As the General Manager of Ecycle Solutions, an innovative nationwide EPS and e-waste recycling provider, Chris says he is well placed to highlight the problems that arise when EPS enters landfill.

“Once in landfill, EPS takes more than 700 years to break down, which places significant strain on our already limited landfill space,” he says.

“EPS, which can be recycled and used to remanufacture new products, is taking up space that should be reserved for waste that can’t be recycled or has no other use. It’s a totally avoidable future cost.”

To help businesses sustainably manage their EPS waste, Ecycle Solutions run a reverse logistics pick-up program.

For just $25 dollars a bag, businesses can have their loose EPS picked up and sent to an Ecycle Solutions depot for recovery.

“It’s often said that EPS recycling is too challenging, but really the only difficulty is in the logistics. If you have to send trucks out for the sole purpose of collecting EPS, it becomes uneconomical.

“This is where we have the advantage,” Chris says.

As a wholly owned subsidiary of QLS Group, a transport and logistics operator, Ecycle Solutions has access to trucks driving around the country at all times.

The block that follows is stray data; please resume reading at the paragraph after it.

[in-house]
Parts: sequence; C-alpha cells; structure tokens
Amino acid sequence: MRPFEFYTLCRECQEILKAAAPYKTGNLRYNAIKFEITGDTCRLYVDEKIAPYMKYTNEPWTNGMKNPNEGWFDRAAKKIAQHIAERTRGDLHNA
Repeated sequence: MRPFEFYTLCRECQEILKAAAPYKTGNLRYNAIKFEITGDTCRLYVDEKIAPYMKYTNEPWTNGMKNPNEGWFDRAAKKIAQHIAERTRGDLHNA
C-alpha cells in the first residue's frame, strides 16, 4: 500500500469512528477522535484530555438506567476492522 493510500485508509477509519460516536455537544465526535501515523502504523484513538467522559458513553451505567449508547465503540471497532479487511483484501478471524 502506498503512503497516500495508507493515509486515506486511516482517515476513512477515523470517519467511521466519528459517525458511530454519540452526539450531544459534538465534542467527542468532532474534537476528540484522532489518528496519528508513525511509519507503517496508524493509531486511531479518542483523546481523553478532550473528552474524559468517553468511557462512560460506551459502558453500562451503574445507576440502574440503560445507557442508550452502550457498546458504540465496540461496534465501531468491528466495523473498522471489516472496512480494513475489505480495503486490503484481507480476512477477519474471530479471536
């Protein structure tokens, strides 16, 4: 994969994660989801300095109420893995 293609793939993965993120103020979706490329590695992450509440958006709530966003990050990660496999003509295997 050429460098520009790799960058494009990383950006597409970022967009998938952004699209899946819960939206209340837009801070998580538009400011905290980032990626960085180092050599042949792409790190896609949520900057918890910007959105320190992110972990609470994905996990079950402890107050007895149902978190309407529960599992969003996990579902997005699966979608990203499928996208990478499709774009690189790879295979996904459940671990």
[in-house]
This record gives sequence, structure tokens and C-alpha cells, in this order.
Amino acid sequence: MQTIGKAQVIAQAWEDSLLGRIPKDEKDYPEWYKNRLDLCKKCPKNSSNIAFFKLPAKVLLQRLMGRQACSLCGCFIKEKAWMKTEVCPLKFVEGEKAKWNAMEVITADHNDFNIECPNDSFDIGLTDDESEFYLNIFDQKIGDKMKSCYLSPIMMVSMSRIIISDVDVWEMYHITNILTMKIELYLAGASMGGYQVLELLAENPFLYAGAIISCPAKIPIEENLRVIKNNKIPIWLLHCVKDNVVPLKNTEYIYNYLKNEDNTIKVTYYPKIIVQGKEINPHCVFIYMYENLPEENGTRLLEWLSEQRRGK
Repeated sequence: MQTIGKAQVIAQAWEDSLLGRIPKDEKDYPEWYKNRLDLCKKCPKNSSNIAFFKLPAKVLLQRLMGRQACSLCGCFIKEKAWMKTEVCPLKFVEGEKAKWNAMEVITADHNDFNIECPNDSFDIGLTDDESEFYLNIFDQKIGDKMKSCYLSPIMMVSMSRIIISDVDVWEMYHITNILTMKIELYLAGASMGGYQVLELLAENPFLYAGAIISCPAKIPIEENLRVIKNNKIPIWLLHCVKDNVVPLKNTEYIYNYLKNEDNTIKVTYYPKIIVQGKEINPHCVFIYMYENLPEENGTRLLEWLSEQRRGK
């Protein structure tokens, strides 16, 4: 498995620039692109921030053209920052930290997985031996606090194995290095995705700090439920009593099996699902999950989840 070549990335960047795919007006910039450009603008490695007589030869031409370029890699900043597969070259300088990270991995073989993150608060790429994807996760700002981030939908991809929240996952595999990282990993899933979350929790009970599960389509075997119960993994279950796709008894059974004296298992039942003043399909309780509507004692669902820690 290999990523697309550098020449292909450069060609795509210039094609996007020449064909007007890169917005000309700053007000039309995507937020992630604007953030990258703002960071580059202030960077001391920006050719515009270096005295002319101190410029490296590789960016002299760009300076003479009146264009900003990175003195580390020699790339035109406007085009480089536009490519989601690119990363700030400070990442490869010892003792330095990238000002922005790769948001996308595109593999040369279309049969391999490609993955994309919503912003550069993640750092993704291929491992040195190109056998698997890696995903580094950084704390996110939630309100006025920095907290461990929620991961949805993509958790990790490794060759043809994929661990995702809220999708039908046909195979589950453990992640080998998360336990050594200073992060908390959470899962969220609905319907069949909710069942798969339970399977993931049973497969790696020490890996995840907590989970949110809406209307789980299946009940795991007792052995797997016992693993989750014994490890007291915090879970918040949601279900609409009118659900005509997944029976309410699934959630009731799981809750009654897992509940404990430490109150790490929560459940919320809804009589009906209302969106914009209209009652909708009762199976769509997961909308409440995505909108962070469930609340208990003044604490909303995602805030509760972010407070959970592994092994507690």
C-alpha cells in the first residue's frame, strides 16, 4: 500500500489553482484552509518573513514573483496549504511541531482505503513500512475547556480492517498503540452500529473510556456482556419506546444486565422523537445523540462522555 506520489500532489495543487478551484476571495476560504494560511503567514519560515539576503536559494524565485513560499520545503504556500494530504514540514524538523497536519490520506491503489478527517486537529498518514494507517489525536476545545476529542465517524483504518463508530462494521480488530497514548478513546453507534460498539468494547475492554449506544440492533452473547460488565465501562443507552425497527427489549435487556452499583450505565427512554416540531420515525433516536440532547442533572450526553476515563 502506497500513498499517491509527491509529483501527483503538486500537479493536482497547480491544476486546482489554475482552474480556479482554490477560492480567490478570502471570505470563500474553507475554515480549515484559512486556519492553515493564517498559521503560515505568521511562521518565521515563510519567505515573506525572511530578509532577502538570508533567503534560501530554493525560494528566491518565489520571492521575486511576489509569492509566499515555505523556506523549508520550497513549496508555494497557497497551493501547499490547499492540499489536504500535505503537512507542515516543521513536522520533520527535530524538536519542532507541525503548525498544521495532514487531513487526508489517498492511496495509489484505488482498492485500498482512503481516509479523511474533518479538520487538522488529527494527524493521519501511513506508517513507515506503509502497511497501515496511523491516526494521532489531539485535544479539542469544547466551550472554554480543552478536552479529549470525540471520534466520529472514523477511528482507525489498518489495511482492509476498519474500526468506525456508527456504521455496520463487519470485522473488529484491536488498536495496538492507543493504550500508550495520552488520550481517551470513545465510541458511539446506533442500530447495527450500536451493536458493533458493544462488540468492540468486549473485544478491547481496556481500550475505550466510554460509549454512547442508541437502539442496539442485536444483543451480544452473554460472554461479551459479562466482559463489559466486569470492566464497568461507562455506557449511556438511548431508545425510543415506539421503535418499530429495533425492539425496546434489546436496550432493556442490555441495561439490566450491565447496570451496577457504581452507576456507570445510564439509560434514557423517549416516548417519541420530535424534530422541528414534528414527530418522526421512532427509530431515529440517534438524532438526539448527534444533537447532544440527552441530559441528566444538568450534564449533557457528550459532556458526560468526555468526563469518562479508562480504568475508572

Chris says this means Ecycle Solutions can avoid the added economic and environmental costs sometimes associated with collections.

When organisations engage Ecycle Solutions for EPS recycling they are provided with a two cubic metre bulk bag and frame.

“The bag stands up nice and rigid, so it’s easy for clients to just throw their loose EPS in as needed. When the bag is full, they let us know and a truck comes to pick it up. It’s a simple process,” Chris says.

“Once the material arrives at one of our depots in Melbourne, Sydney, Brisbane or Perth, we run it though heat extruders that perform a hot melt process.”

The process reduces the material down to two per cent of its original volume.

From there, the material is packed into containers and sent overseas, where it is manufactured into products ranging from picture frames to skirting boards and outdoor furniture.

“Products made from recycled EPS waste maintain their durability and have made EPS a great product for the circular economy,” Chris says.